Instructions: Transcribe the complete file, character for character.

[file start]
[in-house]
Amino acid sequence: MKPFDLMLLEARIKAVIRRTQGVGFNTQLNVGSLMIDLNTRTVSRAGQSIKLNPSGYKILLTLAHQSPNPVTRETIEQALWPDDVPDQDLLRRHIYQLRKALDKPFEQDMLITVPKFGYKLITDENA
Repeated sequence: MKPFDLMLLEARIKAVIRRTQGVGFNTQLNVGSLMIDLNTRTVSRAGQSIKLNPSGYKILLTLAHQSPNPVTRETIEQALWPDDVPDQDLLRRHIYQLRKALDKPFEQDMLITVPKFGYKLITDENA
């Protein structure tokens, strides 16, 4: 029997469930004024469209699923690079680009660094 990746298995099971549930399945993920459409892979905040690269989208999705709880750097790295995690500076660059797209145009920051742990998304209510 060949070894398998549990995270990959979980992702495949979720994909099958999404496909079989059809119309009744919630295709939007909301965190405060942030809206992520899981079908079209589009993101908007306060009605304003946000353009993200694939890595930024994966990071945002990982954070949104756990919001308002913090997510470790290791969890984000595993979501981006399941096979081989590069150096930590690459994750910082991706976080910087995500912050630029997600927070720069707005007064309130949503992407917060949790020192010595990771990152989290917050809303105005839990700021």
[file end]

[in-house]
Amino acid sequence: MKPFDLMLLEARIKAVIRRTQGVGFNTQLNVGSLMIDLNTRTVSRAGQSIKLNPSGYKILLTLAHQSPNPVTRETIEQALWPDDVPDQDLLRRHIYQLRKALDKPFEQDMLITVPKFGYKLITDENA
Repeated sequence: MKPFDLMLLEARIKAVIRRTQGVGFNTQLNVGSLMIDLNTRTVSRAGQSIKLNPSGYKILLTLAHQSPNPVTRETIEQALWPDDVPDQDLLRRHIYQLRKALDKPFEQDMLITVPKFGYKLITDENA
């Protein structure tokens, strides 16, 4: 029997469930004024469209699923690079680009660094 990746298995099971549930399945993920459409892979905040690269989208999705709880750097790295995690500076660059797209145009920051742990998304209510 060949070894398998549990995270990959979980992702495949979720994909099958999404496909079989059809119309009744919630295709939007909301965190405060942030809206992520899981079908079209589009993101908007306060009605304003946000353009993200694939890595930024994966990071945002990982954070949104756990919001308002913090997510470790290791969890984000595993979501981006399941096979081989590069150096930590690459994750910082991706976080910087995500912050630029997600927070720069707005007064309130949503992407917060949790020192010595990771990152989290917050809303105005839990700021």